Essential blepharospasm is a chronic spasm condition of the eyelids that has no known cause, but it does the potential to cause functional visual blindness and severe disability. Symptoms are quite variable from patient to patient and over time within the same patient. The spasms can be so severe that affected patients may not be able to open their eyes to perform regular activities of daily living: driving, reading, working, and walking. A subset of blepharospasm patients also have apraxia of eyelid opening, wherein they experience a sustained “clamping” shut of their eyelids and have to struggle to get them to open again.
Dr. Burroughs and colleagues presented at the annual 2012 ASOPRS spring meeting the largest series of patients treated by a specialized technique for treating pseudo-apraxia of eyelid opening associated with blepharospasm.
This study showed both the safety and efficacy of treating this condition with botulinum toxin injections and that the incidence of ptosis (droopy eyelid) is extremely rare when performed as Dr. Burroughs and colleagues described. By definition, benign essential blepharospasm affects both eyes, but it can have variable presentations in different patients and change over time. Some patients also have spasms of their lower face (Meige syndrome) and other associated dystonias (neck and shoulder spasms). Hemifacial spasm is a different condition that affects only one side, but 5% of patients can have bilateral hemifacial spasm. A small percentage of patients with hemifacial spasm may have a serious brain aneurysm, brain vessel abnormality, or tumor that is the cause of the overly stimulated 7th cranial nerve-induced facial spasms. Dr. Burroughs has been treating patients with facial spasms issues since 1996.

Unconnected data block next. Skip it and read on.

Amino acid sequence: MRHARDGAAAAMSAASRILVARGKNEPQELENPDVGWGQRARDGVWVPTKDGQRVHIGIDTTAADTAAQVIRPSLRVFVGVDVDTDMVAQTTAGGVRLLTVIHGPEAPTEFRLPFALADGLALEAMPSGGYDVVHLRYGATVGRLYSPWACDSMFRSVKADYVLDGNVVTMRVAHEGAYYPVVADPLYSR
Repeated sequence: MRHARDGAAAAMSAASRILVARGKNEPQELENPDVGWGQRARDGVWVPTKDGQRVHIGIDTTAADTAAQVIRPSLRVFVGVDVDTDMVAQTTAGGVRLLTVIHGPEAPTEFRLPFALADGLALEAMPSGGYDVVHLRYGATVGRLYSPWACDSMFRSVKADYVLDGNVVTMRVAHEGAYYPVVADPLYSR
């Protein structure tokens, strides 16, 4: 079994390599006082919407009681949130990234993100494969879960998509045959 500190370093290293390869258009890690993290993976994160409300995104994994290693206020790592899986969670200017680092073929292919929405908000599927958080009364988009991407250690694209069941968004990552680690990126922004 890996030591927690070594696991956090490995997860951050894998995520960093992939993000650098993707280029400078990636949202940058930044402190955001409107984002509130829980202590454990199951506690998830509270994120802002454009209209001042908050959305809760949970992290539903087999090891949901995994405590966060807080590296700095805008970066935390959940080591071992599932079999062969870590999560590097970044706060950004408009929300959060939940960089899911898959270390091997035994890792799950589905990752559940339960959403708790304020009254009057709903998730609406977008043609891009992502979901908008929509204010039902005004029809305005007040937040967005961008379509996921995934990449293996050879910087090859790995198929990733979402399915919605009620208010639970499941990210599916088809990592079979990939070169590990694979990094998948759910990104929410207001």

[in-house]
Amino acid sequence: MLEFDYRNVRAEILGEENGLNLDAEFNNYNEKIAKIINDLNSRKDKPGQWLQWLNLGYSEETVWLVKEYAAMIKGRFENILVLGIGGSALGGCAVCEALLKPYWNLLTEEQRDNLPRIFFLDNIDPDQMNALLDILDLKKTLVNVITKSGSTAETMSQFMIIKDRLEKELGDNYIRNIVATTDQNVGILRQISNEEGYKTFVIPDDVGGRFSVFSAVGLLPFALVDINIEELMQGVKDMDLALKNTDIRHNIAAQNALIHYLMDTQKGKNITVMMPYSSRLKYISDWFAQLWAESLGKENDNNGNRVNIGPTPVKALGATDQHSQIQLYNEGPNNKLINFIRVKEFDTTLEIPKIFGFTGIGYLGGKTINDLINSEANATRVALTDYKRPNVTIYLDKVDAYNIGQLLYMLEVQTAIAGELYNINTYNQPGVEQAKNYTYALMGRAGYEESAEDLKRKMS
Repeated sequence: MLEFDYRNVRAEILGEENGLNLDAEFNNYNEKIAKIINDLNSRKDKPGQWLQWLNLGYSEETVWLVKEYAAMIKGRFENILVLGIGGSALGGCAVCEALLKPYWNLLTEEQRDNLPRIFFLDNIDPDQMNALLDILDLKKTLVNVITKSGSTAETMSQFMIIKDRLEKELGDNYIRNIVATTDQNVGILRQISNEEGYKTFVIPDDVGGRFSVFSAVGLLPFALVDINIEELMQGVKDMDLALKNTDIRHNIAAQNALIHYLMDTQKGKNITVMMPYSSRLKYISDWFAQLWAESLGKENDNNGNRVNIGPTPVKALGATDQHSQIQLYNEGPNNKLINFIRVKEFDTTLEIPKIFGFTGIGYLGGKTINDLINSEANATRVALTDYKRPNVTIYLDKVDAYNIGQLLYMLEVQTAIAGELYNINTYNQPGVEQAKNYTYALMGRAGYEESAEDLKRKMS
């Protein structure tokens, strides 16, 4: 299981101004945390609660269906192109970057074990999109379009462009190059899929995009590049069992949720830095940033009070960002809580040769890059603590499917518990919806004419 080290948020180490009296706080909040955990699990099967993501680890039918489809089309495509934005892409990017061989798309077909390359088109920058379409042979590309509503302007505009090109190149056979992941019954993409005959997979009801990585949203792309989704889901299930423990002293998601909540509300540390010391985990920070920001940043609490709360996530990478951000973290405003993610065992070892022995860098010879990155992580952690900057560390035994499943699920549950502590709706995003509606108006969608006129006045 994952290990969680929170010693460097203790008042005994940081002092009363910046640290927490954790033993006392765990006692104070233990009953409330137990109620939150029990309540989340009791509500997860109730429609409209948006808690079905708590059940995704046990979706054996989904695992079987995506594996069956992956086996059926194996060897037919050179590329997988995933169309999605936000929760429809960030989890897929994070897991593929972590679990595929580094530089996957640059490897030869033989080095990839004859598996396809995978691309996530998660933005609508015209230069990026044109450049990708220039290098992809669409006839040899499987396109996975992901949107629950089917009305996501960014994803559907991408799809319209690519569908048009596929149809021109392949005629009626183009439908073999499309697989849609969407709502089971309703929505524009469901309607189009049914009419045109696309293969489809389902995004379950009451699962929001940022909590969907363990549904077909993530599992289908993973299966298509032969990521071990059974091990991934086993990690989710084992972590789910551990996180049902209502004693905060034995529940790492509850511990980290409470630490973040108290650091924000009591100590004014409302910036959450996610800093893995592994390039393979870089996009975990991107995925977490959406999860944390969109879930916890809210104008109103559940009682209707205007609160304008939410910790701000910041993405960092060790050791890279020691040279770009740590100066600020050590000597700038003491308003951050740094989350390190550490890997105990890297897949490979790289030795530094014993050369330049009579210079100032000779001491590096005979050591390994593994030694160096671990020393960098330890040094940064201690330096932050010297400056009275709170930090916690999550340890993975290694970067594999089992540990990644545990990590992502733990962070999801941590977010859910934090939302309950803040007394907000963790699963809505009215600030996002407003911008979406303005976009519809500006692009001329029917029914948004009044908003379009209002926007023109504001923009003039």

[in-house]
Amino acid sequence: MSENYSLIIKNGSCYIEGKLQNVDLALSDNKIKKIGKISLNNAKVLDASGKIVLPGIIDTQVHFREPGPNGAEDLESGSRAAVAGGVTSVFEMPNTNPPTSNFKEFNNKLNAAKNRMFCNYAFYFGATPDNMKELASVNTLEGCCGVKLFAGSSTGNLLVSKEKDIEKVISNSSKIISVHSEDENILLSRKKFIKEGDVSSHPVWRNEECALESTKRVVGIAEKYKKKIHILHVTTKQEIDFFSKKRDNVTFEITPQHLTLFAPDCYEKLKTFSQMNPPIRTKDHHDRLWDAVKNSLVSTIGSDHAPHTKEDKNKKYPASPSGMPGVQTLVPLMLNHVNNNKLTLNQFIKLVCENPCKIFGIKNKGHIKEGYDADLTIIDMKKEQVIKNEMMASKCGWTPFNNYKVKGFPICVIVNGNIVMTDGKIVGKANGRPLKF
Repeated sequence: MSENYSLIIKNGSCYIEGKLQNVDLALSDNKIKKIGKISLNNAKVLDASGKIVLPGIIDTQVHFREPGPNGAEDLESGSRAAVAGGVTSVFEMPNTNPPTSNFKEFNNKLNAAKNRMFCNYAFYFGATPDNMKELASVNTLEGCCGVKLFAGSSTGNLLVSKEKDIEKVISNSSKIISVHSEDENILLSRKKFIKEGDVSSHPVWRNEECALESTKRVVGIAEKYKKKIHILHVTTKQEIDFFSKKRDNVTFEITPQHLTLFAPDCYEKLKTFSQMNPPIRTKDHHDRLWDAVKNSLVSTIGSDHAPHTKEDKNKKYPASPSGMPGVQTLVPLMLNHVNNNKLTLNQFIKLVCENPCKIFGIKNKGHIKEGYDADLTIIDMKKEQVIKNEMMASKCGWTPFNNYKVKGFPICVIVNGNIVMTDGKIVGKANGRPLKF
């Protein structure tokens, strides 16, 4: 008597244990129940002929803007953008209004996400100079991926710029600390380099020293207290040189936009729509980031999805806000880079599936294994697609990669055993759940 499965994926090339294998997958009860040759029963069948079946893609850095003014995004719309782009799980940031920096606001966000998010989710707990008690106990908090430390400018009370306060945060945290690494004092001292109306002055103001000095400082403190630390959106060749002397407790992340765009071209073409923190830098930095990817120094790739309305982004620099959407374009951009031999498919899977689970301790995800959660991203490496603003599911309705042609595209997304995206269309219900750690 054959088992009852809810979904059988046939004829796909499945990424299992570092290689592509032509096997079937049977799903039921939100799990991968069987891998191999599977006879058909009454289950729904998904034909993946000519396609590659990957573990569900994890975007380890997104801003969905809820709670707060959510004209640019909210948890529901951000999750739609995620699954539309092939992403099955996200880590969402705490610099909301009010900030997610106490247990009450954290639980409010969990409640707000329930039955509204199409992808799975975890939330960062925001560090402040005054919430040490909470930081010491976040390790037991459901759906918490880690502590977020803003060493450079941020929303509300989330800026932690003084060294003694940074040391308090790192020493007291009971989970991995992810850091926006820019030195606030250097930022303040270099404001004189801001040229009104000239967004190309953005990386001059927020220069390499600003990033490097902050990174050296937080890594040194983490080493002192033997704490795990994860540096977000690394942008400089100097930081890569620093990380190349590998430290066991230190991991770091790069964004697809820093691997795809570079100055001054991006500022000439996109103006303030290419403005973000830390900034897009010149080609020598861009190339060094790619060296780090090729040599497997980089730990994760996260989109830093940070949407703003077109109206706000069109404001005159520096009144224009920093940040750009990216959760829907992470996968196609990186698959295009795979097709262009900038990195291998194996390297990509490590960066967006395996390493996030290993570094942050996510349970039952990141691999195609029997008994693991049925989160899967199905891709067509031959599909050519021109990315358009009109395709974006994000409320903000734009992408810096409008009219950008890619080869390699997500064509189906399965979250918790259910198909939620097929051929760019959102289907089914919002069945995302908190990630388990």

Botulinum toxin (“Botox”) is the mainstay treatment for facial spasm issues. It works by blocking the release of acetylcholine at the neuromuscular junctions of the affected areas. Botox works within a few days of administration by very small needle injections, and it is temporary and reversible over time. Most patients achieve 3-6 months of improvement of their spasms, which enables them to resume normal activities such as driving, reading, and working. Dr. Burroughs has taught and presented at national symposia both standard and advanced injection techniques. Dr. Burroughs collaborated with some other physicians on a study demonstrating the effectiveness and safety of Botox injections for apraxia of eyelid opening. Dr. Burroughs is considered a “master-injector,” and is often referred some of the most difficult cases from both within Colorado and the surrounding states.
Rarely, Botox injections may become less successful over time, and Dr. Burroughs can then perform advanced surgical techniques to improve severe facial and eyelid spasm disorders. Dr. Burroughs trained under the pioneer of myectomy (eyelid muscle removal) surgeries, which is sometimes required for patients with the most severe forms of this condition. This is a very serious oculoplastic surgery that many surgeons don’t perform because of inadequate experience, training, or understanding of how to perform the surgery safely and well. Dr. Burroughs has performed myectomy surgeries since 2004 and receives patients from throughout Colorado and other parts of the nation. The Benign Essential Blepharospasm Research Foundation (BEBRF) has a very useful website and newsletter.